Ian McShane relishes playing an ancient god as a charismatic scamp

Ian McShane attends the
Ian McShane attends the "Cuban Fury" - World Premiere - Inside Arrivals at Vue Cinema in London on Thur, Feb 6th, 2014. (Photo by Jon Furniss/Invision/AP)

In the Starz series “American Gods,” Ian McShane plays an ancient deity who walks the Earth in human form. But don’t expect an ethereal, larger than life figure in a crisp three-piece suit.

Mr. Wednesday is a charming but slick con man with questionable scruples and fashion sense. He traverses America in an old black Cadillac, pulling small scams from city to city for cash. Clearly, the gods aren’t as powerful as they once were.

His peers — ancient Egyptian, Greek, Roman and aAfrican gods — have also fallen on lean times. Like Wednesday, they were once worshiped by the immigrant cultures that brought them to America. Today? Mortals would rather watch TV or stare at their smart phones.

Based on Neil Gaiman’s novel of the same name, McShane’s Mr. Wednesday is at the heart of the series adaptation as he convinces his fellow gods to unite against such modern-day threats as technology and media.

McShane costars with Ricky Whittle, who plays ex-convict Shadow Moon, an unwitting mortal that Mr. Wednesday has hired as a bodyguard. The odd couple embark on a road trip that potentially changes the course of humankind.

McShane recently chatted about the series from executive producers Bryan Fuller and Michael Green.

Q: The great thing about “American Gods” is that you don’t have to be a fan of the books to understand the series.

A: I don’t think so. The book is all an interior monologue in Shadow’s head, so Green and Fuller have created this rather fantastic visual world as well. It was written 16 years ago and it’s more apt now than it probably was then. It’s a story of immigrants coming to America and they bring their gods with them. The demons, they didn’t. They were too scared to cross the ocean. But Gaiman believes the gods came with them as protection; it goes back to Roman times. This is not to say this is an irreligious show or it’s an anti-faith show. It’s very much a faith show. It’s just saying, have we forgotten now where we were anytime in the past, you know, 500 years? If you don’t remember what the past is then you’ll be forced to repeat it.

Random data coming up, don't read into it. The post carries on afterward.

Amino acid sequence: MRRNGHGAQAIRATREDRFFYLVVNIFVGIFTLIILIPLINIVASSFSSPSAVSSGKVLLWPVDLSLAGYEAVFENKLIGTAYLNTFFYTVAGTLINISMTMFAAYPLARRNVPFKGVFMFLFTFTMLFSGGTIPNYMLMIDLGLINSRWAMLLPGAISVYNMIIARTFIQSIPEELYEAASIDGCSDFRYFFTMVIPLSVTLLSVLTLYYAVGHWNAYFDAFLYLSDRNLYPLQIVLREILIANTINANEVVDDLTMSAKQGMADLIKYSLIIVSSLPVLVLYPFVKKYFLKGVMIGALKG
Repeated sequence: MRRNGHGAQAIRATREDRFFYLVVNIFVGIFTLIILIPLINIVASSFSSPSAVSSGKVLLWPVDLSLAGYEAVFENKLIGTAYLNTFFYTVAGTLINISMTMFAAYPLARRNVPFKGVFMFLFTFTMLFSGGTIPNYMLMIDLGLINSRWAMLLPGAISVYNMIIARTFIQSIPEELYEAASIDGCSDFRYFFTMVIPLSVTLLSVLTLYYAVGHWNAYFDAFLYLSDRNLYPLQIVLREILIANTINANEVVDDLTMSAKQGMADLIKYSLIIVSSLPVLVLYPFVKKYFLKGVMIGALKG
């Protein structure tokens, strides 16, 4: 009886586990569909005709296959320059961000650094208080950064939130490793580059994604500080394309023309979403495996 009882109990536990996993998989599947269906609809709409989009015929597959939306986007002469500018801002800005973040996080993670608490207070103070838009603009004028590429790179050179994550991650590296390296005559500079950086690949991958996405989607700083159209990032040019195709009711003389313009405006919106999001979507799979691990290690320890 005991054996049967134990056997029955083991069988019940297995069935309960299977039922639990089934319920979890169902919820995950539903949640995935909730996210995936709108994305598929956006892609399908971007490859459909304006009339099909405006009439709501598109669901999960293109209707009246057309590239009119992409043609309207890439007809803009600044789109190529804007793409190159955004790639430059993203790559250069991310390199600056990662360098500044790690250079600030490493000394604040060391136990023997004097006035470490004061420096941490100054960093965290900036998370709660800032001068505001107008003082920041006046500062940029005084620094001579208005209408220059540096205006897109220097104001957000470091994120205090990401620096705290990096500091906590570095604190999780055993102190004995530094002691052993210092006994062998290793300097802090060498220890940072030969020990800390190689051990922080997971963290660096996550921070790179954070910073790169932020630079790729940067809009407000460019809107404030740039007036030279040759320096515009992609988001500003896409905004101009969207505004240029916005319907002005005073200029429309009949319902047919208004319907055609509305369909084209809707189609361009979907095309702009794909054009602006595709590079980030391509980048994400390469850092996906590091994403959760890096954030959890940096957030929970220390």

Q: I love that the old gods are really fallible. They have these sort of conflicts between them, like your character is making money on the side as a con man —

A: Oh, he’s just as capricious and as willful as any of the new gods that he’s raving against. It’s just you’ll have a better time with him. You’ll also get steeped in the history of humanity rather than in the world of nothingness, like what (new god) Mr. World represents or the media. But he’s looking forward to the battle. He wants a fight.

Q: What you bring to that character in the series, he’s kind of part used-car salesman but then he’s also really charismatic. Did you see that in Mr. Wednesday when you read the novel?

A: The great thing I loved about Wednesday when I read him and then as I got to know him as we worked on the show is he’s up for anything. And he enjoys everything — be it food, drink, women, conversation, laughter. And he’s also a bit of a know-it-all.

Q: You have also been known for playing characters that are not the typical bad guys. There’s something —

A: Complicated people.

Q: There you go. Complicated people.

A: That started back in the end of the ‘90s, beginning of the 2000s with HBO, with the shows about — well, when I was involved with “Deadwood” but also I remember “Oz,” which since has been forgotten a little, but shouldn’t. It’s a great show, a phenomenal show.

“Oz,” “The Wire,” “The Sopranos” — Tony Soprano was your classic complicated character. I mean, he’s a family guy. It’s just a family business. It’s just something that most of us, you know, would never be involved with, but that’s the dynamic and brilliantly done. I can compare that to Al Swearengen in “Deadwood,” he became a rounded person. But I think Wednesday is imbued with that from the beginning because he’s an old god, so he comes fully formed. You meet more gods as we go on. They get filled out. You get more stand-alone stories.

Q: Here’s a question from our Facebook audience. “How do you create your understanding of how to play a character when that character is an ancient Norse god?”

A: You think like an old Norse god. Haven’t you ever done that? You know, I called myself Olaf for a week, wore a beard, dressed in rags and ate live birds and chanted to the old gods of Norse, went to an island and drank water from a well. Isn’t that what everybody does when you prepare for a part? Very easy to do.

 

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